Larry Lawson spent his career in law enforcement investigating crimes.
In retirement, using those same skills, he’s seeking out evidence of paranormal activity through Indian River Hauntings historical ghost tours.
“You’d be surprised by how many cops are paranormal investigators on the side,” Lawson told me. “This is truly an extension for a lot of us for what we do.”
In 1980, when he was starting his career as a 20-year-old at the Dade County Jail, he saw his first full-bodied apparition.
“I saw a figure walking down along the perimeter of one of the cell blocks,” Lawson said. “This particular event always stayed with me.”
Lawson, now 59, saw a lot of “crazy things at night” during the next three decades of his career.
He became a road patrol deputy for the Delray Beach and Port St. Lucie police departments and worked for the Martin County Sheriff’s Office, as well as the State Attorney’s Office in Fort Pierce as an investigator. He also was a longtime director of the police academy at Indian River State College, but most of his field work was as a detective.
Nothing too wild happened to him during that time, but it wasn’t a rare occurrence to respond to a burglary call with motion inside a home — only to find all the doors were locked and no one was there.
He retired in 2013 but went back to work as an officer for the Fellsmere Police Department.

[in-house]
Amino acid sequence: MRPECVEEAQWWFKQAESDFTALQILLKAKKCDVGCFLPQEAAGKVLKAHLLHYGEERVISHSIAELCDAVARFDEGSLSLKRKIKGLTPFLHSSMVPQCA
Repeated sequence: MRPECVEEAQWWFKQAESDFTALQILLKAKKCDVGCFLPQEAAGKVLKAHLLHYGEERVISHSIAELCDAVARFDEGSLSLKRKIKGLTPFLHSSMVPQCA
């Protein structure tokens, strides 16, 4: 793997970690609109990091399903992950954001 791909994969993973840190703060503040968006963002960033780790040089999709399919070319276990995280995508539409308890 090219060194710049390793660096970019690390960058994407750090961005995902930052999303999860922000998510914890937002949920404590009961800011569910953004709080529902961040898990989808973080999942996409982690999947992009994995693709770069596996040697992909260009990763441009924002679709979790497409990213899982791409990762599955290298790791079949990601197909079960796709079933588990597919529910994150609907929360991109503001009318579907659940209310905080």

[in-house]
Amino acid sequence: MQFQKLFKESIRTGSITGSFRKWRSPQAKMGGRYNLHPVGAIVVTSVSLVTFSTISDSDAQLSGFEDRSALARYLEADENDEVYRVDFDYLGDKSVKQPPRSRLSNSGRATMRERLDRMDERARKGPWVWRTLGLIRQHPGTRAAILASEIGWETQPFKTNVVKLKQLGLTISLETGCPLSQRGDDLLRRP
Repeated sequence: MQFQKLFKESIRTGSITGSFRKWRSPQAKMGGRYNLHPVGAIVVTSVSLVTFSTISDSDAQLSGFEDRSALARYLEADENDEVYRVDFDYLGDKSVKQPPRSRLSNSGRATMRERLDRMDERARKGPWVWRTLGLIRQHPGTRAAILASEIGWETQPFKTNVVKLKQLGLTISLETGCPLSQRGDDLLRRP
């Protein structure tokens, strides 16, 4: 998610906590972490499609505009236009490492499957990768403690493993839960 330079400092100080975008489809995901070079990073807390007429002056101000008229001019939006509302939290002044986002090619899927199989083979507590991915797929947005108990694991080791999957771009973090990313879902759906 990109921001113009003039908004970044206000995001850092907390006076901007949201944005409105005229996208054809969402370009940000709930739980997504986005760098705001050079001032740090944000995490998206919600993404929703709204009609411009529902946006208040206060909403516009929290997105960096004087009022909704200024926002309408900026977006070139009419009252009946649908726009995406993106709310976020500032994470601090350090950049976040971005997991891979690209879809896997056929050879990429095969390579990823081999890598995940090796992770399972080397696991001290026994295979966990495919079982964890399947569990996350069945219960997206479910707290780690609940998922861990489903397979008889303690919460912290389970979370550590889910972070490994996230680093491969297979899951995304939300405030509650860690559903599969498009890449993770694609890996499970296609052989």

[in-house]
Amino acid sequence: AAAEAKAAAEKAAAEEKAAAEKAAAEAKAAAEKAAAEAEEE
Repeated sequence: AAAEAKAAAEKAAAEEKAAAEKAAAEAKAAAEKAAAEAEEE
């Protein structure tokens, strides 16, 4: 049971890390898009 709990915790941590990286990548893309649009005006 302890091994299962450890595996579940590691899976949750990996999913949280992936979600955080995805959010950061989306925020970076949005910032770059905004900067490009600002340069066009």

“By this time, I had already been investigating the paranormal,” Lawson said. “People out there heard what I did, and they started telling me about things in Fellsmere.”
So, he brought his team from the Florida Bureau of Paranormal Investigation, which he created in 2011, to the western area to check it out.
“Fellsmere’s nuts (with) paranormal activity,” Lawson said.
He started doing public tours and events in Fellsmere, took over a Vero Beach historical ghost tour and then added a Sebastian tour.
“You have to love and embrace history for any of this to make sense,” Lawson said. “I love everything about Indian River County and its history, and I wanted to make sure folks learn about the history.”
To create a tour, he learns the history of an area through research. The paranormal side comes from talking to people and hearing their stories, as well as getting his own firsthand accounts.
“If I’m going to talk about a ghost in this building, I want to go in there and investigate it,” Lawson said. “The last thing I want to do is tell somebody something that’s not true. I want to give them actual stuff. I want to tell them what we got.”
The Vero Beach tour starts at the Driftwood Inn and travels along to Humiston Park and Sexton Plaza before it returns to the Driftwood. He’s currently working on re-tooling the Sebastian tour.
The Fellsmere tour, which he calls his “ghostiest” tour, starts at the Old Fellsmere School building on the City Hall complex and continues to Marsh Landing, the old Fellsmere Inn and the Marian Fell Library before it returns to the complex. The city has given him permission to investigate old buildings.
“They know that I love Fellsmere,” Lawson said, “and I will do anything to preserve history there and protect the city.”